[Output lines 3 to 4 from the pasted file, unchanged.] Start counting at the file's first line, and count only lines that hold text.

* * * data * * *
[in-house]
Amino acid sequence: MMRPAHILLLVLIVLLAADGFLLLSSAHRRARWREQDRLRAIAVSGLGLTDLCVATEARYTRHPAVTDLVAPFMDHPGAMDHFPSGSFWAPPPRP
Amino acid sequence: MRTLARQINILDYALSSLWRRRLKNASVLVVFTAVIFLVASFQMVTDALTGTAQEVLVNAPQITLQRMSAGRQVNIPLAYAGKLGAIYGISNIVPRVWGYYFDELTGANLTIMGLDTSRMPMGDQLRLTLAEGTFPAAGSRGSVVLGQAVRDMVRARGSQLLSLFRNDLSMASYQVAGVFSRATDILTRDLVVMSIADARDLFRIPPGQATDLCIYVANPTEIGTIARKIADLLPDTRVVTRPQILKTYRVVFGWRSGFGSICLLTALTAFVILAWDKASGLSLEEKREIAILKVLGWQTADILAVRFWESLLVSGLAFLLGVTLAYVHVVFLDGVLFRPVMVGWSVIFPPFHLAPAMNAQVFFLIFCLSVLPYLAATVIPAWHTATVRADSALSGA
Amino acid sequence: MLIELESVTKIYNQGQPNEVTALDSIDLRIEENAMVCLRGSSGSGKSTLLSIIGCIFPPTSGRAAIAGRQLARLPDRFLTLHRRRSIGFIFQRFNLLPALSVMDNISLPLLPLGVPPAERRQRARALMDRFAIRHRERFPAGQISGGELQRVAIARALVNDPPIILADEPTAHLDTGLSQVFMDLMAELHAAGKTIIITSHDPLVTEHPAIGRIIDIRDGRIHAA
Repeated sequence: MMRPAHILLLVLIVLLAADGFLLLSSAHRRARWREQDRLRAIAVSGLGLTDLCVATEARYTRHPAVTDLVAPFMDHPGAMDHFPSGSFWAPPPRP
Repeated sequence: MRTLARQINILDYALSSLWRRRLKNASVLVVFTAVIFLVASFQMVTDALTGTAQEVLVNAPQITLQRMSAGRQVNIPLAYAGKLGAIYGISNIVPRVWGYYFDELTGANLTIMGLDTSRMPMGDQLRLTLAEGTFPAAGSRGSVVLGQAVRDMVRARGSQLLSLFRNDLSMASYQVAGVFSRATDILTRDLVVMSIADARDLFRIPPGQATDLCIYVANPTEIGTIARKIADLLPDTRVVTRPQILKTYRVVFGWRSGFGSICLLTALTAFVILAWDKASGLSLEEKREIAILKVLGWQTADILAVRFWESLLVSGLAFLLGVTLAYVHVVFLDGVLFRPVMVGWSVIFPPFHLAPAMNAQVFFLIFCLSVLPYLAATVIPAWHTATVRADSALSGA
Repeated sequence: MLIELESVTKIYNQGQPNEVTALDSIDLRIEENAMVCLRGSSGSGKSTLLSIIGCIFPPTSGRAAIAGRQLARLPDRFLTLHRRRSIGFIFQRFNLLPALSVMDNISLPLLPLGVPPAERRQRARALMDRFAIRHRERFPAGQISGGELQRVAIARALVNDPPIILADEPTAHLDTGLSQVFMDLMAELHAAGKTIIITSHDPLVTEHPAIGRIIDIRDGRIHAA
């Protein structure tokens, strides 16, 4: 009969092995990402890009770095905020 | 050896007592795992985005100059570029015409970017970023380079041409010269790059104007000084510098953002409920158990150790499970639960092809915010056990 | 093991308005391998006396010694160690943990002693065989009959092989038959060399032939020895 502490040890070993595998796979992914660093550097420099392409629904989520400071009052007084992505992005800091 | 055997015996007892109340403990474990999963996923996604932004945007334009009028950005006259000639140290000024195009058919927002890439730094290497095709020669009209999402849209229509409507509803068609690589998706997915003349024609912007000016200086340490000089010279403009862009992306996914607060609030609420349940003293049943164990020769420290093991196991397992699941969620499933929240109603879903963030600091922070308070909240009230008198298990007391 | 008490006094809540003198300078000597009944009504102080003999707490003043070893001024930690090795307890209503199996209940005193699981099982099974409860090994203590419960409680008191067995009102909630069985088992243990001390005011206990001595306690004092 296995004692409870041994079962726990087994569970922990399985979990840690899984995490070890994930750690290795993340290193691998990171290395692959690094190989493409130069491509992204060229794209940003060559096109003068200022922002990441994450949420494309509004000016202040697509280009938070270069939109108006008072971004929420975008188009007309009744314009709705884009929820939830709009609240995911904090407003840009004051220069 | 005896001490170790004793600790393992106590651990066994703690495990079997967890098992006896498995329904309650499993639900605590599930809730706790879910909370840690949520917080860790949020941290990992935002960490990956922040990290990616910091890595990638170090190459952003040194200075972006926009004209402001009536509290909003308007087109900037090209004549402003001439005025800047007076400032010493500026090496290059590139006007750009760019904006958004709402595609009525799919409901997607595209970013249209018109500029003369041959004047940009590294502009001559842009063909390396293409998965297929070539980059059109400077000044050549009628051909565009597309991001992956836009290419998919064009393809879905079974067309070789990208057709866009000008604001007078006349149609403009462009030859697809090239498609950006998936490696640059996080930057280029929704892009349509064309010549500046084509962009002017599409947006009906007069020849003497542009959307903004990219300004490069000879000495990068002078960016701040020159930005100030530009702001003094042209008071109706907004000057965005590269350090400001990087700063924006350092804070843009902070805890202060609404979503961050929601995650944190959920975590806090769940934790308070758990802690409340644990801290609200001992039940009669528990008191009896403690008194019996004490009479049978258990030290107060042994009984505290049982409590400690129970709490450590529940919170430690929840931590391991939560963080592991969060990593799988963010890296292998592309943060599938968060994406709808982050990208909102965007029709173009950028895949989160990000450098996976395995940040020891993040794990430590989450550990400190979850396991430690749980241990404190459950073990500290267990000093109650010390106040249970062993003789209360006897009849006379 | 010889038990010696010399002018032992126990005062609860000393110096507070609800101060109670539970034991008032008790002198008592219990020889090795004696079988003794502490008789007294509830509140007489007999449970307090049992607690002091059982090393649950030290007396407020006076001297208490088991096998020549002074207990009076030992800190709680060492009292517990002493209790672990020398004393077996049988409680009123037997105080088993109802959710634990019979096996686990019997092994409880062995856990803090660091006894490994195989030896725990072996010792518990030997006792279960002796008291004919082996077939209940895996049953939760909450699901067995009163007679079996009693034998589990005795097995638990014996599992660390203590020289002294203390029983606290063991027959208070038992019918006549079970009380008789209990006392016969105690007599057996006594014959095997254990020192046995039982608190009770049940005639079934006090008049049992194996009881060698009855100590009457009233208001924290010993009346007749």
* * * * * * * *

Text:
Amino acid sequence: MRTLARQINILDYALSSLWRRRLKNASVLVVFTAVIFLVASFQMVTDALTGTAQEVLVNAPQITLQRMSAGRQVNIPLAYAGKLGAIYGISNIVPRVWGYYFDELTGANLTIMGLDTSRMPMGDQLRLTLAEGTFPAAGSRGSVVLGQAVRDMVRARGSQLLSLFRNDLSMASYQVAGVFSRATDILTRDLVVMSIADARDLFRIPPGQATDLCIYVANPTEIGTIARKIADLLPDTRVVTRPQILKTYRVVFGWRSGFGSICLLTALTAFVILAWDKASGLSLEEKREIAILKVLGWQTADILAVRFWESLLVSGLAFLLGVTLAYVHVVFLDGVLFRPVMVGWSVIFPPFHLAPAMNAQVFFLIFCLSVLPYLAATVIPAWHTATVRADSALSGA
Amino acid sequence: MLIELESVTKIYNQGQPNEVTALDSIDLRIEENAMVCLRGSSGSGKSTLLSIIGCIFPPTSGRAAIAGRQLARLPDRFLTLHRRRSIGFIFQRFNLLPALSVMDNISLPLLPLGVPPAERRQRARALMDRFAIRHRERFPAGQISGGELQRVAIARALVNDPPIILADEPTAHLDTGLSQVFMDLMAELHAAGKTIIITSHDPLVTEHPAIGRIIDIRDGRIHAA